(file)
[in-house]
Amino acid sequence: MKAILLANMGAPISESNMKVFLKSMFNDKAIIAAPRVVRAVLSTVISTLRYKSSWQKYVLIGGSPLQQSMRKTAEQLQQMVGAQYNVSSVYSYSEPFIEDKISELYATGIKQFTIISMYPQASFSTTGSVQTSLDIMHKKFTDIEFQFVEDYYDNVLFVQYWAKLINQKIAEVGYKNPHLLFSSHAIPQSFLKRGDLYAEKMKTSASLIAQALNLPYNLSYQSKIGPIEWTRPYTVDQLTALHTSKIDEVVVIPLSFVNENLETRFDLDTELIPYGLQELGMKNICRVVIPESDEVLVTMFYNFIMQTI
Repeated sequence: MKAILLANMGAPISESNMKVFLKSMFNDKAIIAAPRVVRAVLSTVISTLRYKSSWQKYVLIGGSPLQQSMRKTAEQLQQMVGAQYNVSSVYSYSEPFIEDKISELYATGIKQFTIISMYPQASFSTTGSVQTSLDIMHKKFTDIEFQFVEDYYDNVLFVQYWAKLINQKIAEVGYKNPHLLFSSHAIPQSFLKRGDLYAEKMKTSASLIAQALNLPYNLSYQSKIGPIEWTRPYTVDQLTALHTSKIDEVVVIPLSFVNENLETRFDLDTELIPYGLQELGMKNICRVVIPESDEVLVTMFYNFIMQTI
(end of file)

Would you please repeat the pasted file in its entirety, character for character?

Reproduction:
[in-house]
Amino acid sequence: MKAILLANMGAPISESNMKVFLKSMFNDKAIIAAPRVVRAVLSTVISTLRYKSSWQKYVLIGGSPLQQSMRKTAEQLQQMVGAQYNVSSVYSYSEPFIEDKISELYATGIKQFTIISMYPQASFSTTGSVQTSLDIMHKKFTDIEFQFVEDYYDNVLFVQYWAKLINQKIAEVGYKNPHLLFSSHAIPQSFLKRGDLYAEKMKTSASLIAQALNLPYNLSYQSKIGPIEWTRPYTVDQLTALHTSKIDEVVVIPLSFVNENLETRFDLDTELIPYGLQELGMKNICRVVIPESDEVLVTMFYNFIMQTI
Repeated sequence: MKAILLANMGAPISESNMKVFLKSMFNDKAIIAAPRVVRAVLSTVISTLRYKSSWQKYVLIGGSPLQQSMRKTAEQLQQMVGAQYNVSSVYSYSEPFIEDKISELYATGIKQFTIISMYPQASFSTTGSVQTSLDIMHKKFTDIEFQFVEDYYDNVLFVQYWAKLINQKIAEVGYKNPHLLFSSHAIPQSFLKRGDLYAEKMKTSASLIAQALNLPYNLSYQSKIGPIEWTRPYTVDQLTALHTSKIDEVVVIPLSFVNENLETRFDLDTELIPYGLQELGMKNICRVVIPESDEVLVTMFYNFIMQTI